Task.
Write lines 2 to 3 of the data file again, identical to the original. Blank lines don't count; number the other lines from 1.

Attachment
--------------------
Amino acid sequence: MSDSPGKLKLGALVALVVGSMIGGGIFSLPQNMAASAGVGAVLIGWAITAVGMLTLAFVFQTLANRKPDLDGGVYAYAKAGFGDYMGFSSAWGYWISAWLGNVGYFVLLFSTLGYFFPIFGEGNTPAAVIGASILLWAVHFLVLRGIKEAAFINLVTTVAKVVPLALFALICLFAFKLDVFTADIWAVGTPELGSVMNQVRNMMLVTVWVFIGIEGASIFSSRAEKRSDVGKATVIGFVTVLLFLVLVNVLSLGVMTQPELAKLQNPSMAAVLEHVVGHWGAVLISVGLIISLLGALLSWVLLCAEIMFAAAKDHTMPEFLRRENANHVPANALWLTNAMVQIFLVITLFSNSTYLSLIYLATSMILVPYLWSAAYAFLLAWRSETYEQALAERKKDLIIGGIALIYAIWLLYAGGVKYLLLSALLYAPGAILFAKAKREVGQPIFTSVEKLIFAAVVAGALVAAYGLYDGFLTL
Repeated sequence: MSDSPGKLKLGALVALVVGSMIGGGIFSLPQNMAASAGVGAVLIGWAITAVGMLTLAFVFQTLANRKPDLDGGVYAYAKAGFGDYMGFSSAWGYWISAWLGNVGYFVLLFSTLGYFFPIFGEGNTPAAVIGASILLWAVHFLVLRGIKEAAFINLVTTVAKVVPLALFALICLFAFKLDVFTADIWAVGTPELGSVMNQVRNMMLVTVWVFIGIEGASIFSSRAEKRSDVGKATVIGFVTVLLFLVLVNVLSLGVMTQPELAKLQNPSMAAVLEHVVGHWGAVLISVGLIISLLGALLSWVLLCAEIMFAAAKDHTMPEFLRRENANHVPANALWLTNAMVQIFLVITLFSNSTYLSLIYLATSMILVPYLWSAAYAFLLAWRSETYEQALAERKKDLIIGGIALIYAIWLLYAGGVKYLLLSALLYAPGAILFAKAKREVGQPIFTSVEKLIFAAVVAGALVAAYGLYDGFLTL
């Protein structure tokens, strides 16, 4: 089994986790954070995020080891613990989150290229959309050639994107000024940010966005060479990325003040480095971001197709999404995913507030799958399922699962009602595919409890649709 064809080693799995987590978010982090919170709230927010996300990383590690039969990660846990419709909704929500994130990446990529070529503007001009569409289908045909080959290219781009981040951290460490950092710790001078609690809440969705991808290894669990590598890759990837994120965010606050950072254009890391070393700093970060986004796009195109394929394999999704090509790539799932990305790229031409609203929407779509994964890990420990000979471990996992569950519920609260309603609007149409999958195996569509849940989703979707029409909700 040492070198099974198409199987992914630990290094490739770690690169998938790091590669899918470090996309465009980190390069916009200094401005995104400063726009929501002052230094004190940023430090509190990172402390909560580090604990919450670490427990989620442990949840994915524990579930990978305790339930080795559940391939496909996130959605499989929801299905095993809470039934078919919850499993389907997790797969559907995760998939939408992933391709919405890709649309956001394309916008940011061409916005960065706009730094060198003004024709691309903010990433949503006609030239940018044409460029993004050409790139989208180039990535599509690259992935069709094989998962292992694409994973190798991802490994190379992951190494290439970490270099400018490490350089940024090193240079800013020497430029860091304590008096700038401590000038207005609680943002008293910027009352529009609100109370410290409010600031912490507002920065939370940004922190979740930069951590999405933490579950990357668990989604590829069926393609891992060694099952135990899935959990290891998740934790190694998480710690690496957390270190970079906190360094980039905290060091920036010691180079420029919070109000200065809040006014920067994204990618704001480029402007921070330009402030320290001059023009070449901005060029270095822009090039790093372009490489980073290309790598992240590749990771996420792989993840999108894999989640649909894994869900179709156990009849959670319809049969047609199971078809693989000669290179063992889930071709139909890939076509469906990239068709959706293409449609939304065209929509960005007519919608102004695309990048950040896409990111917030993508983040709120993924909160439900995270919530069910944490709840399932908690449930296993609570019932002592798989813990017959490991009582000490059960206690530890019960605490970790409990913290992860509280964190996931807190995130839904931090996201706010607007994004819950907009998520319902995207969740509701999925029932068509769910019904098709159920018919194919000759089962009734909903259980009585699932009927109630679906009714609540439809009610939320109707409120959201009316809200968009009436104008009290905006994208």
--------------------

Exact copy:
Repeated sequence: MSDSPGKLKLGALVALVVGSMIGGGIFSLPQNMAASAGVGAVLIGWAITAVGMLTLAFVFQTLANRKPDLDGGVYAYAKAGFGDYMGFSSAWGYWISAWLGNVGYFVLLFSTLGYFFPIFGEGNTPAAVIGASILLWAVHFLVLRGIKEAAFINLVTTVAKVVPLALFALICLFAFKLDVFTADIWAVGTPELGSVMNQVRNMMLVTVWVFIGIEGASIFSSRAEKRSDVGKATVIGFVTVLLFLVLVNVLSLGVMTQPELAKLQNPSMAAVLEHVVGHWGAVLISVGLIISLLGALLSWVLLCAEIMFAAAKDHTMPEFLRRENANHVPANALWLTNAMVQIFLVITLFSNSTYLSLIYLATSMILVPYLWSAAYAFLLAWRSETYEQALAERKKDLIIGGIALIYAIWLLYAGGVKYLLLSALLYAPGAILFAKAKREVGQPIFTSVEKLIFAAVVAGALVAAYGLYDGFLTL
């Protein structure tokens, strides 16, 4: 089994986790954070995020080891613990989150290229959309050639994107000024940010966005060479990325003040480095971001197709999404995913507030799958399922699962009602595919409890649709 064809080693799995987590978010982090919170709230927010996300990383590690039969990660846990419709909704929500994130990446990529070529503007001009569409289908045909080959290219781009981040951290460490950092710790001078609690809440969705991808290894669990590598890759990837994120965010606050950072254009890391070393700093970060986004796009195109394929394999999704090509790539799932990305790229031409609203929407779509994964890990420990000979471990996992569950519920609260309603609007149409999958195996569509849940989703979707029409909700 040492070198099974198409199987992914630990290094490739770690690169998938790091590669899918470090996309465009980190390069916009200094401005995104400063726009929501002052230094004190940023430090509190990172402390909560580090604990919450670490427990989620442990949840994915524990579930990978305790339930080795559940391939496909996130959605499989929801299905095993809470039934078919919850499993389907997790797969559907995760998939939408992933391709919405890709649309956001394309916008940011061409916005960065706009730094060198003004024709691309903010990433949503006609030239940018044409460029993004050409790139989208180039990535599509690259992935069709094989998962292992694409994973190798991802490994190379992951190494290439970490270099400018490490350089940024090193240079800013020497430029860091304590008096700038401590000038207005609680943002008293910027009352529009609100109370410290409010600031912490507002920065939370940004922190979740930069951590999405933490579950990357668990989604590829069926393609891992060694099952135990899935959990290891998740934790190694998480710690690496957390270190970079906190360094980039905290060091920036010691180079420029919070109000200065809040006014920067994204990618704001480029402007921070330009402030320290001059023009070449901005060029270095822009090039790093372009490489980073290309790598992240590749990771996420792989993840999108894999989640649909894994869900179709156990009849959670319809049969047609199971078809693989000669290179063992889930071709139909890939076509469906990239068709959706293409449609939304065209929509960005007519919608102004695309990048950040896409990111917030993508983040709120993924909160439900995270919530069910944490709840399932908690449930296993609570019932002592798989813990017959490991009582000490059960206690530890019960605490970790409990913290992860509280964190996931807190995130839904931090996201706010607007994004819950907009998520319902995207969740509701999925029932068509769910019904098709159920018919194919000759089962009734909903259980009585699932009927109630679906009714609540439809009610939320109707409120959201009316809200968009009436104008009290905006994208």